A bill approved by lawmakers might see Colorado become the first state in the nation to open an ibogaine clinic, treating conditions including substance use disorder. Before its doors could open, regulators would need to consider legal and regulatory issues, safety concerns with the drug and ways to foster equitable access.
In November 2022, Colorado voters dramatically changed the state’s approach to psychedelics by approving Proposition 122. That measure decriminalized possession, growing and sharing of naturally occurring psychedelics. It also called for the creation of a regulated, licensed psychedelic therapy system in the state. Initially, this would just cover psilocybin services. But Prop 122 gave Colorado the option to ultimately go further, by authorizing ibogaine, DMT and mescaline services after June 2026.
Now, however, state lawmakers have advanced legislation with amendments that change some of the provisions of Prop 122. Senate Bill 23-290 would apply certain restrictions to the psychedelic therapy model. It would also allow the state to regulate and allow ibogaine services at any time—without having to wait a few years, as with the other psychedelics on the list. Such a move would first have to be approved by the Natural Medicine Advisory Board, which Prop 122 created, and the state licensing authority. This bill has now passed both chambers of the legislature and headed Governor Jared Polis (D).
Neither Colorado Senate President Steve Fenberg (D) nor Representative Judith Amabile (D), who sponsored the legislation, responded to Filter‘s requests for comment by publication time.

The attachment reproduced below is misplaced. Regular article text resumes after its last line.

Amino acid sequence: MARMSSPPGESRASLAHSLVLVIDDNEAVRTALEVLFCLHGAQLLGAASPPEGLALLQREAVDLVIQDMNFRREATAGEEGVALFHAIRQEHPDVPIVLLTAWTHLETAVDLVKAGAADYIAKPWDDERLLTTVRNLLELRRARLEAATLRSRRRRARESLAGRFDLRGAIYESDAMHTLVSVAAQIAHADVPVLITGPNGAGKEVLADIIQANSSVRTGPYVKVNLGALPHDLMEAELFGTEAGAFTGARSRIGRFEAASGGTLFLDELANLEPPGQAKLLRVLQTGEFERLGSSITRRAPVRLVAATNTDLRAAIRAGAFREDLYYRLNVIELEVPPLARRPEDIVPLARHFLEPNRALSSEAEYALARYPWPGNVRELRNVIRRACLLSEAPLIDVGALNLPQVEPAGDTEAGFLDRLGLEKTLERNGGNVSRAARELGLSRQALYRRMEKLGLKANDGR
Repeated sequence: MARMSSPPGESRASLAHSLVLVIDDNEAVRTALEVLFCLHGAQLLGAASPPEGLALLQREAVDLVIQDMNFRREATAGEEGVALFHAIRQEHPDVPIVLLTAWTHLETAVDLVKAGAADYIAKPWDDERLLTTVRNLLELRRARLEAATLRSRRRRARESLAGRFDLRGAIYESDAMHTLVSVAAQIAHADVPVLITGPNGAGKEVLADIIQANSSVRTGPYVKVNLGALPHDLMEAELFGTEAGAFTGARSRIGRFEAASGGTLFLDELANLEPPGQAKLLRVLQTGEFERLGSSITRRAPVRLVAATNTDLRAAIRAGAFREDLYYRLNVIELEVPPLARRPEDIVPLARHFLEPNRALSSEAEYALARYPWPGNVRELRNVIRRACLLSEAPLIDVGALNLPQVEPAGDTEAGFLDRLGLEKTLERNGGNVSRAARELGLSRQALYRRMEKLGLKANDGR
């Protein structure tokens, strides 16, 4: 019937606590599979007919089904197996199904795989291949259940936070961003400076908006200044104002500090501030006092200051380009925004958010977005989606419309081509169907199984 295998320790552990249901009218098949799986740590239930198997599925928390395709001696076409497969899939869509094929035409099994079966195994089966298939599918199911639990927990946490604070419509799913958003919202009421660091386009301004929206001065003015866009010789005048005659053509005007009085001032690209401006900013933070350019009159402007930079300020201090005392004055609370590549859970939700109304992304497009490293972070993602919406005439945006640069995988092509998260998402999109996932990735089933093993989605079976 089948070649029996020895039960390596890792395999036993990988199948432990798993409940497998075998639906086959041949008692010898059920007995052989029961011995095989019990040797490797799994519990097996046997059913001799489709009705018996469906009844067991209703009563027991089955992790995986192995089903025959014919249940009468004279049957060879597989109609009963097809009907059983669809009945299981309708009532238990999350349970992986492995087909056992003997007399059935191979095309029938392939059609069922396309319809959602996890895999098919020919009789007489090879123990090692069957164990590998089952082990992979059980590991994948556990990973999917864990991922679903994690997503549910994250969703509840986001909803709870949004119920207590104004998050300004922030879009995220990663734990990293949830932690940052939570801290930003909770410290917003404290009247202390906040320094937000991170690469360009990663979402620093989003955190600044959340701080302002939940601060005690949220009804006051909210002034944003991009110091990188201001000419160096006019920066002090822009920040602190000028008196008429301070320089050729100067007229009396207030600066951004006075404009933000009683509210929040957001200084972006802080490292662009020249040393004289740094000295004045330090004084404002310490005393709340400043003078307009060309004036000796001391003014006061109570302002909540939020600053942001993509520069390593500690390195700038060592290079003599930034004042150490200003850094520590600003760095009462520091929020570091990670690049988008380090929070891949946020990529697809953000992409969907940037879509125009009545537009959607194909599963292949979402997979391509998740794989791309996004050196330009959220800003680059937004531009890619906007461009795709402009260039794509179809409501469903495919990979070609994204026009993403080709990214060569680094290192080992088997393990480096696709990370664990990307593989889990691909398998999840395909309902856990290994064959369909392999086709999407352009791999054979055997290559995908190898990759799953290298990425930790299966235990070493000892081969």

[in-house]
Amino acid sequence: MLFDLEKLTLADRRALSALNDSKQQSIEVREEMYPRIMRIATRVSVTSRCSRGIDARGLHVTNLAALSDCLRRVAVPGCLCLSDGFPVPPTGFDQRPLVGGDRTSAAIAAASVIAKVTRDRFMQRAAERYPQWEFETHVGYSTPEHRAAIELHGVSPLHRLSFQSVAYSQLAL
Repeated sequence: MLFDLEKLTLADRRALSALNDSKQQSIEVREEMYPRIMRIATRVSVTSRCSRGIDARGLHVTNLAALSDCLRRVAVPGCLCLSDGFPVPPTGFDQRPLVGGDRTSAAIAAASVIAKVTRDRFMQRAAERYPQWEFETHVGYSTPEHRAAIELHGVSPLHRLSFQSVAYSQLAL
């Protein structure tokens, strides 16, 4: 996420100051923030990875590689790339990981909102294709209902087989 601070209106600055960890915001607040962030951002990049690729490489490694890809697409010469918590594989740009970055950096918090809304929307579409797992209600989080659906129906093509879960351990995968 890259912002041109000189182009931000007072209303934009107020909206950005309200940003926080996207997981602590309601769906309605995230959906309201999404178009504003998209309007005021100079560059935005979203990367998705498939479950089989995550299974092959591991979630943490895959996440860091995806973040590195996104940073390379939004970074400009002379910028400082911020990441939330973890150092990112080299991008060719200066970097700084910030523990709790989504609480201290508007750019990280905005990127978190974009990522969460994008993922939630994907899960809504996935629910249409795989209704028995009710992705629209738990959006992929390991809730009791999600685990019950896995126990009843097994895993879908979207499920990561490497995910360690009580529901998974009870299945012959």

“We’re going to start an ibogaine clinic in Colorado.”
Ibogaine is a powerful hallucinogen derived from certain plants, most notably Tabernanthe iboga, a shrub native to the central African countries of Gabon, Republic of the Congo and Democratic Republic of the Congo. Iboga consumption plays a role in the Bwiti spiritual practice of Indigenous African peoples.
In recent decades, ibogaine has drawn increasing international attention for its therapeutic potential for conditions including depression and opioid use disorder. Reportedly, ibogaine temporarily disrupts opioid cravings and withdrawal symptoms, allowing the person to rapidly detox. According to an observational study published in the American Journal of Drug and Alcohol Abuse, “A single ibogaine treatment reduced opioid withdrawal symptoms and achieved opioid cessation or sustained reduced use in dependent individuals as measured over 12 months.” One clinical trial in Spain has been testing an ibogaine treatment protocol for patients who want to taper off methadone.